In order that we may quickly summarize the whole matter, let this stand as the first of two distinctions: wherever punishment is for vengeance, there the curse and wrath of God manifest themselves, and these he always withholds from believers. On the other hand, chastisement is a blessing of God and also bears witness to his love, as Scripture teaches. This distinction is sufficiently pointed out through all God’s Word. For all the afflictions that the impious bear in the present life depict for us, as it were, a sort of entry way of hell, from which they already see afar off their eternal damnation. And yet they are so far from changing themselves on this account, or profiting by it at all, that by such preliminaries they are rather prepared for the dire Gehenna that at last awaits them.
It is clear that no Gehenna can await the unbeliever, or the person who had never heard the gospel preached, as one has to be in Jerusalem to be cast out of it. The unbeliever who has never been called, or enlightened by the gospel, has no part in Gehenna. The warnings about Gehenna apply to the church, which is the heavenly Jerusalem, not the world. Calvin was mistaken. In another place he declared that Gehenna is eternal.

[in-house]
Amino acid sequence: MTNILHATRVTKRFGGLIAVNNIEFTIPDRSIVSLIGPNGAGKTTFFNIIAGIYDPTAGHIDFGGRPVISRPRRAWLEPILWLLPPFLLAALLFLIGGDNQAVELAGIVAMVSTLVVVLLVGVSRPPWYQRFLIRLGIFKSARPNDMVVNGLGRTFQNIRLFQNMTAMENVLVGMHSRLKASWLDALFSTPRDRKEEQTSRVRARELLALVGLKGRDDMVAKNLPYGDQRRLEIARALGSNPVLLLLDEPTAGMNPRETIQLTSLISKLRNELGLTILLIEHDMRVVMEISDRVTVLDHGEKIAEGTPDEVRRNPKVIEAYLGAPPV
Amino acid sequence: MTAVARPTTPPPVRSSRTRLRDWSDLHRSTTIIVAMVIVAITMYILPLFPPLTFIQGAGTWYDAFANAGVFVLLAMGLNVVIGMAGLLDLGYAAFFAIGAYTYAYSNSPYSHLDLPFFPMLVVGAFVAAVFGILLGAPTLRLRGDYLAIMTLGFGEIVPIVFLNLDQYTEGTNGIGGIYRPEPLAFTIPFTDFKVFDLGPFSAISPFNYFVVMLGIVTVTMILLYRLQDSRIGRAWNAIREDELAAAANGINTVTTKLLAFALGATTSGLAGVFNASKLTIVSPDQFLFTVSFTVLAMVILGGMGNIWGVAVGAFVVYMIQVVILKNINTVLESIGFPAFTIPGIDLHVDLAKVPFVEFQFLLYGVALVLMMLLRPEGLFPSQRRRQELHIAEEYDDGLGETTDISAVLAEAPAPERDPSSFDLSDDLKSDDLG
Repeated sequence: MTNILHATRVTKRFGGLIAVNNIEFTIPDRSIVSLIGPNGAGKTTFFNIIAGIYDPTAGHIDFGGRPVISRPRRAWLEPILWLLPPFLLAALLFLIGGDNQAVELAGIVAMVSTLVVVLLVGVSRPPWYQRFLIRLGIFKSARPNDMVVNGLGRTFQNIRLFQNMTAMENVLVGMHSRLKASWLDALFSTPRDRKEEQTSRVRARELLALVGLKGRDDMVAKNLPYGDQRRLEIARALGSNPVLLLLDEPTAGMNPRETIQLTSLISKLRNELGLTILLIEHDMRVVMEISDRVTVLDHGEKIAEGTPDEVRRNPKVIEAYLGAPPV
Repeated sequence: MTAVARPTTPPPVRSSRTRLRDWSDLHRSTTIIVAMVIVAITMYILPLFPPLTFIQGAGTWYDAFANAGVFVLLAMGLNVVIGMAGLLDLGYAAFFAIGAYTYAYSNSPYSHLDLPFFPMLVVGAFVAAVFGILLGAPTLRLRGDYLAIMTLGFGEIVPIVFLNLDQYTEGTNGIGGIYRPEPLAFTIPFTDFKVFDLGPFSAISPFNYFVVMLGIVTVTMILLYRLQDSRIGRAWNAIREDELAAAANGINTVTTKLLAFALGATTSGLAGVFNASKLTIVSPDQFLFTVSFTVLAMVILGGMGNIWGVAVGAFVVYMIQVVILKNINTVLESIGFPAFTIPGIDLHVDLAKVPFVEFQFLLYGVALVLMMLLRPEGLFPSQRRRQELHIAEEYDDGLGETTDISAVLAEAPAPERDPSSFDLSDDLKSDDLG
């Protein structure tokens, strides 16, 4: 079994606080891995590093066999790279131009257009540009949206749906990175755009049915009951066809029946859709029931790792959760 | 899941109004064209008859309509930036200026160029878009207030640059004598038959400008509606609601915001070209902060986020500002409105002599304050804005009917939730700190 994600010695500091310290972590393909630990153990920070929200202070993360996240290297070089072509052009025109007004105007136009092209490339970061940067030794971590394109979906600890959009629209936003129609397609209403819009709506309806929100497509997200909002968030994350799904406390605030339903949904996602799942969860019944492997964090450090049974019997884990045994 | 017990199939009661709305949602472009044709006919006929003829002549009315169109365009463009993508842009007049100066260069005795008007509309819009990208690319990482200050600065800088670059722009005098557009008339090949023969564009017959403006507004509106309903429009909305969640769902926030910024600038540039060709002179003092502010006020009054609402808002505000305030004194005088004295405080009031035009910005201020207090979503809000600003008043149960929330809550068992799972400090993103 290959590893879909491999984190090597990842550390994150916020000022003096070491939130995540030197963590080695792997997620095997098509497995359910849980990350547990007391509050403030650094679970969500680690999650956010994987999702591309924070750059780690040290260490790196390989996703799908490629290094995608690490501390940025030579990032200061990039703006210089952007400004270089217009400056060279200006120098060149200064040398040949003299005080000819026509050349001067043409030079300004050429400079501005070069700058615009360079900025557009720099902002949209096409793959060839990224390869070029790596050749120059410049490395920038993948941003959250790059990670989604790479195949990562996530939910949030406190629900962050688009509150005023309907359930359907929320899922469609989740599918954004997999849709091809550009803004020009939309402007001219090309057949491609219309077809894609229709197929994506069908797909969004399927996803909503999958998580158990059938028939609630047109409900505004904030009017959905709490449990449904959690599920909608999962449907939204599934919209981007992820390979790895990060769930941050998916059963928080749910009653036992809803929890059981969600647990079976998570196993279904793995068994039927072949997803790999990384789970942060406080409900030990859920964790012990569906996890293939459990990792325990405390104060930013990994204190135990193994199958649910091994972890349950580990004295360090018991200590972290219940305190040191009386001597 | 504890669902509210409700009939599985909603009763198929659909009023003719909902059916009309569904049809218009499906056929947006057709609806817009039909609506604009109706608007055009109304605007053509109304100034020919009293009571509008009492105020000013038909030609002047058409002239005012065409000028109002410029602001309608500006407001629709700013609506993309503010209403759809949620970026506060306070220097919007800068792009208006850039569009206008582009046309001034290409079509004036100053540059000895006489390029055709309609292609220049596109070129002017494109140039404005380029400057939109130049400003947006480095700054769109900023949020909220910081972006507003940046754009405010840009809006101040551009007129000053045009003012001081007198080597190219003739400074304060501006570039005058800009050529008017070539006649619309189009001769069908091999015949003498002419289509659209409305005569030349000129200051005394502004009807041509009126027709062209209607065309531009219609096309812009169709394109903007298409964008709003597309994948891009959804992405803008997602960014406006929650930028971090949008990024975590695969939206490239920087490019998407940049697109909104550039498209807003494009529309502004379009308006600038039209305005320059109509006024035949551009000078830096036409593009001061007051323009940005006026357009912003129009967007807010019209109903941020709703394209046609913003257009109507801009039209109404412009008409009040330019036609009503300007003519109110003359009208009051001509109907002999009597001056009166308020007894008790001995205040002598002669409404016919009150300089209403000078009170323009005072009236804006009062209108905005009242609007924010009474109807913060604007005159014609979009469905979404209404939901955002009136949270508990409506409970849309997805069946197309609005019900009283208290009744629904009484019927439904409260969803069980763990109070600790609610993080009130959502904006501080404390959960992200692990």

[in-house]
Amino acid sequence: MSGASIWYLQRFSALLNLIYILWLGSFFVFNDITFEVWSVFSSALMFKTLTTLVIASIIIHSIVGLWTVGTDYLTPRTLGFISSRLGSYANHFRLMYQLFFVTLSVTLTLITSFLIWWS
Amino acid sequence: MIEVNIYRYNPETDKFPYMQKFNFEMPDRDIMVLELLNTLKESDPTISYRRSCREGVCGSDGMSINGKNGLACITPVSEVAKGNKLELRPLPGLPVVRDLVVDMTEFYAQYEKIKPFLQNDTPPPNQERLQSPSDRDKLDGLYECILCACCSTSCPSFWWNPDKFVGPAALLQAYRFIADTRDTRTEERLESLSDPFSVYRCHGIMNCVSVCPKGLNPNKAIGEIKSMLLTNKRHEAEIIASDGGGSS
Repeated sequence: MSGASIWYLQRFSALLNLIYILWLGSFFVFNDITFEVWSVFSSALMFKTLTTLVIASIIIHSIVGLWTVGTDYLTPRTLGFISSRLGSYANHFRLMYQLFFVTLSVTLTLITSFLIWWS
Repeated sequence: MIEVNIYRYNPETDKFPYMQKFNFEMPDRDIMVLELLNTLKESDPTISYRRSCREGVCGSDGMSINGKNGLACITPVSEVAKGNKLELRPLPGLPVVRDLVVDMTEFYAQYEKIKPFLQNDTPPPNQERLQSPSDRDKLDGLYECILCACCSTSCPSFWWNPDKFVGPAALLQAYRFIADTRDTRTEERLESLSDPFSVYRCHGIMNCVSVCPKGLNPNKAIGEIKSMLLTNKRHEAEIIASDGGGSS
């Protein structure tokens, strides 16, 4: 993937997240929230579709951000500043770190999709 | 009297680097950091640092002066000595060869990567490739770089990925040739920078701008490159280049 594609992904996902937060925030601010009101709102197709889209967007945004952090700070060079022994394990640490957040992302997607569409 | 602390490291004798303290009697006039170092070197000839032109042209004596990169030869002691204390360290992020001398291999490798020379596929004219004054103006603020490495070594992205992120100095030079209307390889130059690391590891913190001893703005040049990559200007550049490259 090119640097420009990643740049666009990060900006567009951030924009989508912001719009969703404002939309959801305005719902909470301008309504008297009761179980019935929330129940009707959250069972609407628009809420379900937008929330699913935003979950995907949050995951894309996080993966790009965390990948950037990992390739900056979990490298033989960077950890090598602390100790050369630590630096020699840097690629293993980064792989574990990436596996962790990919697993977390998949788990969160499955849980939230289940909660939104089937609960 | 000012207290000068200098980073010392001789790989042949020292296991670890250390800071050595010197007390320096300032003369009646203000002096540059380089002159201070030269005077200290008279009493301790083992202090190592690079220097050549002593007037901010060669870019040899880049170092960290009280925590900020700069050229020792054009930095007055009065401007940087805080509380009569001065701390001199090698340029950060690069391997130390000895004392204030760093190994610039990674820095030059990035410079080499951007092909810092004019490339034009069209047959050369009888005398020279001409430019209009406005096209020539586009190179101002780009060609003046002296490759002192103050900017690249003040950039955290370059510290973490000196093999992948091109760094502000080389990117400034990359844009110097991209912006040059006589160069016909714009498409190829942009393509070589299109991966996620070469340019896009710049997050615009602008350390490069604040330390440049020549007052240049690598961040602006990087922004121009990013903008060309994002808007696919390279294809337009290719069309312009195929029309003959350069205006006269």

But because there is no adequate description to demonstrate how horrible the suffering of the wicked will be, the torments which they must bear are put in images of physical things, that is, darkness, tears, groans, gnashing of teeth, eternal fire, and worms constantly gnawing the heart (Isa. 66:24). For it is certain that the Holy Spirit intended by these ways of speaking to indicate an extreme horror which might move all the senses; as when He says that a deep Gehenna is prepared for them for all eternity, with blazing fire for which there is always wood ready to keep it going and the Spirit of God like a blast of air to kindle it (Isa. 30:33)